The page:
The Demänovská Ice Cave presents the northern part of world known Demänovské Caves. It stands out by occurrence of permanent ice fill, bizarre and mighty shapes of underground spaces, rare cave fauna as well as rich history.
Demänovská Ice Cave
9:00, 10:00, 11:00, 12:00, 13:00, 14:00, 15:00, 16:00
handicapped people *1
> 60 years *2
without using a tripod *3
|Demänovská Ice Cave||8,00 €||4,00 €||7,00 €||10,00 €||50,00 €|
*1 - Children from 6 to 15 years; disabled over 15 years with valid certificate
*2 - Full-time students - if studying at a university, a confirmation of student status for the current academic year; Persons over 60
*3 - Photo-Video - Taking pictures and short video recording without using a tripod can be accomplished only during cave visit after payment of entrance fee and extra fee for taking pictures. The fluency and safety of cave operation mustn’t be disrupted.
*4 - Extra admission can be enabled by the cave manager on visitor’s request only between the times of regular admissions and after paying the admission fee and extra fee. The fluency of cave operation mustn’t be disrupted.
SORRY, BUT PAYMENT BY CARD IS NOT POSSIBLE. Cave tour guide
NO RESERVATIONS OF ADMISSIONS ARE PROVIDED.
|Demänovská Ice Cave||45 min||650 m||0,4 - 3,0 °C|
The show path is 650 m long with vertical span of 48 m, however the visitors will pass through 800 m. The entrance and exit are at the same elevation, only 40 m away one from the other. The stay in cave lasts about 45 min. The temperature during summer months fluctuates between +0,4°C and +3°C.
The show path goes through mighty river passages interconnected by steep sections. The first part of the tour leads through cave spaces with flowstone decoration and the second part is in the iced spaces of the cave.
The combination of flowstone and ice decoration offers a very interesting tour for visitors, where they can learn on forming cave spaces, cave decoration and conditions for glaciation and also on the influence of ice on original calcite fill. The cave spaces consist of oval, river modelled passages and domes reshaped by collapses and frost weathering.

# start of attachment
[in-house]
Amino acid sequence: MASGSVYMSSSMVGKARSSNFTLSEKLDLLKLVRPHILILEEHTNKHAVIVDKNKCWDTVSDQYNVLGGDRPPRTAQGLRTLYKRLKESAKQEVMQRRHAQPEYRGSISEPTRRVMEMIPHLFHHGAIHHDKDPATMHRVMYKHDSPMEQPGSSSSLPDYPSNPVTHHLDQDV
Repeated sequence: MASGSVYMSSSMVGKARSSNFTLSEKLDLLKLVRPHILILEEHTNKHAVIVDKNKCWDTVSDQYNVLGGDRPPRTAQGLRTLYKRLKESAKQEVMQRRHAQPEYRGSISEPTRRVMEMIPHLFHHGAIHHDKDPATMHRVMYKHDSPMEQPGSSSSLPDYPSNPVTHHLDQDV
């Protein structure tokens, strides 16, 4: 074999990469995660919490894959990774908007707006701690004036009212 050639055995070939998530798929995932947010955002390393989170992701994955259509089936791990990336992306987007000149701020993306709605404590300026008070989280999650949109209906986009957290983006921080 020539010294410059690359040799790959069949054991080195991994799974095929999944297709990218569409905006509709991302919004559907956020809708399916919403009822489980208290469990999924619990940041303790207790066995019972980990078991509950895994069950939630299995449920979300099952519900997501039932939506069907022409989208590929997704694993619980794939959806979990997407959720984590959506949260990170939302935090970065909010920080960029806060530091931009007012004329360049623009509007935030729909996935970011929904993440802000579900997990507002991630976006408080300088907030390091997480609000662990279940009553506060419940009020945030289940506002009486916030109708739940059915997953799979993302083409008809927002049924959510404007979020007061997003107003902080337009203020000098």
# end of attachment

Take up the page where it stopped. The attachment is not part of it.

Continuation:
Vertical distance and temperature differences between outside and inside environment can cause a specific load on organism. It is necessary to take a rest before entering the cave for easier acclimatization. Warmer clothes and firm boots are recommended.
|Cave manager:||Ing. Michal Lopčiansky|
|Adress:||031 01 Liptovský Mikuláš|
|Phone:||+421/ (0)44/ 554 81 70|
|Cadastral territory:||Demänovská dolina|
|Geomorphological unit:||Nízke Tatry|
|Designation:||Sprístupnené SSJ, Ramsarské mokrade|
|Lenght:||2 445 m|
It is located on the right side of the Demänovská Valley and the northern side of the Low Tatras Mts., in the national nature reserve Demänovská Valley and in the territory of the Low Tatras National Park. The entrance is in the cliff Bašta at elevation of 840 m, about 90 m above the valley bottom.
The cave is located 10 km southerly from the city of Liptovský Mikuláš, in the Low Tatras Mts., on the right side of the Demänovská Valley, several kilometers below the known skiing resort Jasná. The entrance building is visible from the parking place some 90 m above the bottom of the valley. A serpent path leads upwards, past the Kamenná chata restaurant by a forest road (600 m) with boards of the educational trail with two resting places. The ascent to cave takes approximately 20 min.
The closest stop of public transport:
Car access to cave:
The Demänovská Ice Cave was formed in Middle Triassic dark-grey Guttenstein limestones of the Krížna Nappe, along tectonic faults by the previous ponor flow of the Demänovka River, which flowed from the Demänovská Cave of Peace. It presents the northern previously spring part of the Demänovský cave system. Some upper parts of the cave are formed by waters of side ponor branch of Demänovka River, which penetrated from the adjacent Dvere Cave and from the New Cave in Bašta.
The length of measured spaces is 2,445 m with vertical distance of 57 m. The cave spaces of three developmental levels consist of oval, river modelled passages with ceiling and side channels (Black Gallery, Lake Pasage, Bear’s Passage) and domes reshaped by collapses and frost weathering (Gravel Dome, Great Dome, Kmeť’s Dome, Bel’s Dome, Halaš’ Dome, Dome of Ruins). The passages descend from the entrance to the depth of 40 to 50 m.